First baseman of the New York Mets over his first season as a major leaguer Pete Alonso Many things have been labeled:
Initially, a player who wasn’t ready for prime time and was considered to have a defensive responsibility that wasn’t worth making his MLB debut or wasn’t ready, but now a 25-year-old Florida man It didn’t take long to be dubbed Exit Speed Genius, National League All-Star, Home Run Champion, and finally the 2019NL Rookie of the Year.
The sky was the limit, but there was a cloud cover, also known as the dreaded second year slump.
It may be worse. The truncated 60-game season can turn out to be a great way to limit the setbacks experienced by almost every ball player once the league has a book.
As evidenced by his .260 / .358 / .583, 143 wRC + rookie campaign, there is no doubt that a strong foundation has been laid and the potential for shining is there. After scrutiny brought by his dull .231 / .326 / .490, 119 wRC + second season, there seems to be more work to be done.
But when will the 60’6 inch cat-and-mouse game end in this league?
The infinite adjustments on both sides of the chalk are literally the name of the game. It is always done. Making progress is one step ahead. It applies to any course of life.
The unprecedented challenges posed by the 2020 season and the resulting contradictions from Alonso can work very well, but speculation can only be obtained so far.
Weird off-season — a pandemic with two managers, everyone chasing — followed by a socially distant, staggered workout summer camp for everyone for the season. May have been separated a little.
Even the 4-4 night with Boston on July 29 couldn’t prevent Pete from hitting .200 / .351 / .300 until the end of the first month (one home run in 37 at-bats). ..
A 1:10 start until August — and some outer halves of the braking pitch blew up. Back in the book — Alonso was visibly moody. But since he was called in to start the 2019 season, his tactics have been, but his slugging right-handedness has continued to work and is heading towards a resurgence.
With more than 65 at-bats from August 3rd to August 19th, Alonso hit .302 / .431 / .585 with 4 and 3 home runs. It’s more similar.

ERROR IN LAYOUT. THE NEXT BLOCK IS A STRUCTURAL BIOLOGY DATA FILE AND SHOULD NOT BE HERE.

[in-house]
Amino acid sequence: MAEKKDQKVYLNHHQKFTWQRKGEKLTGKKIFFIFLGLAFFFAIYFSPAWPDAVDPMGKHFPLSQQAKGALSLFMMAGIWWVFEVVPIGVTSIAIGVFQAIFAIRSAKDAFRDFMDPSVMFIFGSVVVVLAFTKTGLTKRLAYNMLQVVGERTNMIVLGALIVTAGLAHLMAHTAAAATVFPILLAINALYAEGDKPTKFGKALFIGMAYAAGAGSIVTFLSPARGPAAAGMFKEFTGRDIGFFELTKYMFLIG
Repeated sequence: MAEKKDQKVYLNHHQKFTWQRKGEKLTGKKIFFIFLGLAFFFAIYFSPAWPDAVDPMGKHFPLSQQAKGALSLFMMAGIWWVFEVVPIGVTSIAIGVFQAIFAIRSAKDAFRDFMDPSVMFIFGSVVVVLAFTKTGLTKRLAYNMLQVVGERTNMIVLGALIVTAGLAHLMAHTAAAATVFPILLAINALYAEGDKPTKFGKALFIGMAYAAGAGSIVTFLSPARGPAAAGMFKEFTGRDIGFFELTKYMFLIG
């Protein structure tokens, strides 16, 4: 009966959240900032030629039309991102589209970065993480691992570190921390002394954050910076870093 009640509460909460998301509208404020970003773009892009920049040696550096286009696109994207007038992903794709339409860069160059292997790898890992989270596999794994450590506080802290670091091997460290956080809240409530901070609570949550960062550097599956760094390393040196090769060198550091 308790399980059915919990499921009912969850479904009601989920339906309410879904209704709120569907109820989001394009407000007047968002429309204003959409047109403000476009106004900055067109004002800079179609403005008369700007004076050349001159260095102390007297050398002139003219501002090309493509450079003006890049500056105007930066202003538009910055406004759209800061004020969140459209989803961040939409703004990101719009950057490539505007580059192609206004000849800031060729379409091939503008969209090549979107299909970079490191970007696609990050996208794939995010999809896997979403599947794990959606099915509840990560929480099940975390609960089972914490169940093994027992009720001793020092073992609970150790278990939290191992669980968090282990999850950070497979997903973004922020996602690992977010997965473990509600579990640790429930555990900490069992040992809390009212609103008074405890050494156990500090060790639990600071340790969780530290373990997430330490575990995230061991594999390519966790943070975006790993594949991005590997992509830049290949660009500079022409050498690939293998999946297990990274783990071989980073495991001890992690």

Unfortunately, that scorching stretch was badly stopped by the Mets’ four-day COVID-related pause on August 20th.
The spark cannot be rediscovered — Alonso and Metsy win three consecutive games, 2.5 games behind the NL East — Pete won 29-3 for the rest of the month.
Hopes for the Mets playoffs have been frustrated, but they are still very alive as the calendar changed in September. Once again, Tremendous Meat Pete arrived on time. In the final month of the season (.256 / .316 / .640, 95 PA), 10 home runs almost powered New York to the NL Wildcard Bath, but unfortunately it wasn’t a dice.
According to Baseball Savant, Alonso has taken a big step in the face of the fastball. Crushed to a pitch of .294 with a slugging percentage of .669 in 2019, the SLG (.513) fell 156 points compared to these products, reaching just .243. ..
That’s alarming, but there may be an explanation for it. Alonso has shown that he may break the pitch in 2019 (.203 BA, .418 SLG). Not surprisingly, pitchers exploited the vulnerability in 2020 and the results remained true (.191 BA, .397 SLG).
From time to time, Alonso looked lost on the plate, as we all noticed this season. Now, when you are given a stable diet of breaking balls and are forced to hunt heaters, what you need from a mound perspective is a basic game plan that confuses the batter. Checkmate until the batter changes his approach.
Alonso’s constant adjustments in Port St. Lucie this winter and February are crucial to his success. Then the season begins, and in April, the litmus test begins on the next label to decorate Alonso.
Elite flagship or pot flash.
Alonso must be preparing to regain the shape of his extra-world rookie campaign after achieving subpar by all standards and not being completely satisfied with the 2020 season. Let’s see if those efforts will bear fruit.
Let’s hope they do so for the Mets.